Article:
Portrait of Garth Bond standing in front of Main Hall.
Portrait on Main Hall Green: Garth Bond (Photo by Aaron Lindeman '27)

About the series: On Main Hall Green With … is an opportunity to connect with faculty on things in and out of the classroom. We’re featuring a different Lawrence faculty member each time — same questions, different answers.


Garth Bond’s attention is frequently focused on the past. An associate professor of English at Lawrence University, his research and teaching are heavy on classic English literature—from Shakespeare and others of the Renaissance to 16th- and 17th-century British poets.

But Bond is squarely focused on the present when conversation turns to another of his passions—soccer. He is a devoted fan of professional leagues here and abroad and a frequent participant in pick-up games with students and colleagues on campus.

Learn from faculty whose interests are as varied as the books on your bookshelf. Develop skills in critical reading, writing, and analysis. 

A member of the Lawrence faculty since 2005, Bond chairs the English department. He is a past director and frequent instructor in the First-Year Studies program, and has talked of the joy he finds in teaching First-Year Studies.

And, yes, he is the son of James Bond.

Bond received a Bachelor of Arts degree from Trinity University and a Ph.D. from the University of Chicago. He came to Lawrence after teaching in the Writing Program at Temple University.

We caught up with him to talk about interests in and out of the classroom.

In the classroom

Inside info: What’s one thing you want every student coming into your classes to know about you?

Because my classes focus on older literature, I would encourage students to think of them as a kind of study abroad opportunity. In part, that means looking for the identifiable moments that underline how much we share with those who lived in a very different time and place. But it also means puzzling over the alien parts and trying to understand the culture in which they made sense, ultimately with an eye to better understanding not only the past but ourselves as well.

Getting energized: What work have you done or will you be doing at Lawrence that gets you the most excited?

While I genuinely love everything I teach, I’m really happy to have introduced a History of the Book course. Working with our special collections in both the Mudd Library and Wriston is so much fun, and getting students to think about how changing technology reshapes human experience is the best.

Going places: Is there an example of somewhere your career has taken you (either a physical space or something more intellectual, emotional, or spiritual) that took you by surprise?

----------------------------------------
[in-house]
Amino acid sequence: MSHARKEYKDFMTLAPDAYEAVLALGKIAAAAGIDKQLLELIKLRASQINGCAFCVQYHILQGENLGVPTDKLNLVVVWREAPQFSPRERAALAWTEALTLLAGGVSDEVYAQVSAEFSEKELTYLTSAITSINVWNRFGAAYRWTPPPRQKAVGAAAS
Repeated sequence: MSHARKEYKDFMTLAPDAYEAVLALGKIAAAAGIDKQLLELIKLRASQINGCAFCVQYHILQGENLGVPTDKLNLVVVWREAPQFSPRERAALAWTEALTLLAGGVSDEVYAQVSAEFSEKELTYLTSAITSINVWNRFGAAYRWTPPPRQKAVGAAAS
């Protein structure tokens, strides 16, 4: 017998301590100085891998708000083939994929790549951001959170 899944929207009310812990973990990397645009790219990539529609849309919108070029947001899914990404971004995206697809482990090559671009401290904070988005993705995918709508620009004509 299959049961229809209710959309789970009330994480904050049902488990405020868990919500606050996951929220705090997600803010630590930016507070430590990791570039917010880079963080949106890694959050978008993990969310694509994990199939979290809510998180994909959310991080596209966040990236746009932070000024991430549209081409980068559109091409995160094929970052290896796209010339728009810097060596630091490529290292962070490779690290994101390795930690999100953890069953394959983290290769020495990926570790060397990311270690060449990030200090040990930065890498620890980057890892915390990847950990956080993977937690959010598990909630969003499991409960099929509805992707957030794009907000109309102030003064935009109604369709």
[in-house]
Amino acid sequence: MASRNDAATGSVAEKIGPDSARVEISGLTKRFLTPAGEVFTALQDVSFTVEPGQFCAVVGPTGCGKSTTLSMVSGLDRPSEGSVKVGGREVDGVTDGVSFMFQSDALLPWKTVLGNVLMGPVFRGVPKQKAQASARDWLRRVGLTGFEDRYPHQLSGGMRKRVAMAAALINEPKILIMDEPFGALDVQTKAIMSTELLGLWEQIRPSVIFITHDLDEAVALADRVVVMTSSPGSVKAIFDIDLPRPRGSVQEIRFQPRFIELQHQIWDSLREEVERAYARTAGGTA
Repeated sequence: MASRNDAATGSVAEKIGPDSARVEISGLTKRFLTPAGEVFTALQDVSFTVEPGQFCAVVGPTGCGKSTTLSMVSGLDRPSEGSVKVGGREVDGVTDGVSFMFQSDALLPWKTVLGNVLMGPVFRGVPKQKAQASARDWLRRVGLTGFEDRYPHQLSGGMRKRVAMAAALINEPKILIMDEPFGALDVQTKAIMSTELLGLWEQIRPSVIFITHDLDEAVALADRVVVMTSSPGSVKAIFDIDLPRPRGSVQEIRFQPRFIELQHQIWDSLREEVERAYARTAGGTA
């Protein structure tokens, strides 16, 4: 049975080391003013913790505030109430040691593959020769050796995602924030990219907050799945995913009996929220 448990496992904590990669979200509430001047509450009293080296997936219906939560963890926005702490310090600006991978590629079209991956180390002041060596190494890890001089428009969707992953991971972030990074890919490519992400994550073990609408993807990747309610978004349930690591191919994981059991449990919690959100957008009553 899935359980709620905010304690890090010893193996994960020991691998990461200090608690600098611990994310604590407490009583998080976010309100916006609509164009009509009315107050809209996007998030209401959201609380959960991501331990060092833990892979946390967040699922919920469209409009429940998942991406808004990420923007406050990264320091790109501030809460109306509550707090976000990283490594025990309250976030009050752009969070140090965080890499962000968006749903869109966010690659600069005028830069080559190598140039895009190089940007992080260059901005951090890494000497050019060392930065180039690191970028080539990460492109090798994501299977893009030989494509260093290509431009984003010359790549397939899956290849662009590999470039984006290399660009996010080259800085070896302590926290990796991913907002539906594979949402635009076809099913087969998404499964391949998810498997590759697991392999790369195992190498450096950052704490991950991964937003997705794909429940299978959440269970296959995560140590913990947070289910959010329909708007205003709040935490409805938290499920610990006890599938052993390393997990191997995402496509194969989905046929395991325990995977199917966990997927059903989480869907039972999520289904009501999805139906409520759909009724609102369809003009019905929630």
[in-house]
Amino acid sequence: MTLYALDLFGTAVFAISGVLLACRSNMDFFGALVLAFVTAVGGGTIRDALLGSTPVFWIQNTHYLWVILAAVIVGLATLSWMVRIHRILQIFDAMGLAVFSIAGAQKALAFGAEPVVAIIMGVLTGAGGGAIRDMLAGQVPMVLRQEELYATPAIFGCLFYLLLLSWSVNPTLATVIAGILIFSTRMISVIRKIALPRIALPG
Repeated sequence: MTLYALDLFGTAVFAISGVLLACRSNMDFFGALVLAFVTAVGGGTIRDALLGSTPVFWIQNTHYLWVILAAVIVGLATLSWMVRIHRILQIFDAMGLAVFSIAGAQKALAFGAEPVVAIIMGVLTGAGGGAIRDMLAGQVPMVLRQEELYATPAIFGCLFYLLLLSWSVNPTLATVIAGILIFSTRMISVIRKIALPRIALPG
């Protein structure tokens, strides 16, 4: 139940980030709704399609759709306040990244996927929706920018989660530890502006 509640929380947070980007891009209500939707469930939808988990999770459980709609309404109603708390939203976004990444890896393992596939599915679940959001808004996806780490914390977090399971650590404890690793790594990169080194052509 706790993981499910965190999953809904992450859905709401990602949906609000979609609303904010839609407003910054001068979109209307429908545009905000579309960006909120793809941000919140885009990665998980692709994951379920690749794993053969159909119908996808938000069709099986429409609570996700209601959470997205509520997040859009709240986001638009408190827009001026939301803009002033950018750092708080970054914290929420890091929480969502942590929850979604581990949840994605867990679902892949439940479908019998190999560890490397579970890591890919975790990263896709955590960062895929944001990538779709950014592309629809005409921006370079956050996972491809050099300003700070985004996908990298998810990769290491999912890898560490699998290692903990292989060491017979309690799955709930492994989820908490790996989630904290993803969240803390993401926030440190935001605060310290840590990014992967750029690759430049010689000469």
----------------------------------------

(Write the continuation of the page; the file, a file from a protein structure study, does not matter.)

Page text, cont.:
Teaching at the London Centre in Fall 2015 allowed me to attend West Ham United games during their final season at the Boleyn Ground. In addition to those home games, I was at their first win at Liverpool since the Beatles were topping the charts, and I saw Kevin De Bruyne’s first Premier League goal (happily, in a losing effort). Not quite in the classroom, but special nonetheless.

Out of the classroom

This or that: If you weren’t teaching for a living, what would you be doing?

If I wasn’t teaching for a living, I’d probably be starving. Possibly working as a music critic? My father was a law professor, and I think I would have enjoyed law school; but I’m less sure about practice. 

Right at home: Whether for work, relaxation or reflection, what’s your favorite spot on campus?

I love teaching, but Sundays at the Banta Bowl, the field next to Alex, or in the Wellness Center Gym are probably my favorite campus spaces. Playing pick-up soccer with students, colleagues, and a handful of folks from the wider Appleton soccer community has been one of the best parts of my week for a decade-and-a-half now.

One book, one recording, one film: Name one of each that speaks to your soul? Or you would recommend to a friend? Or both?

Too many books, but I’ll mention one that Professor David Gerard in Economics introduced me to: Francis Spufford’s Red Plenty. It’s a brilliant work of historical fiction about the idea of the planned economy in Soviet Russia. (Also, Hilary Mantel’s Wolf Hall trilogy). Jason Moran’s Facing Left is the one contemporary jazz album that I have no doubt belongs on the shelf alongside the mid-century masters. In grad school, I started a project watching as many movies as I could from 1962, and my favorite—better than Lawrence of Arabia or The Manchurian Candidate or Cape Fear or even King Kong vs. Godzilla—is Otto Preminger’s Advise and Consent. Still the smartest American movie about politicians.

Lawrentians lead the way.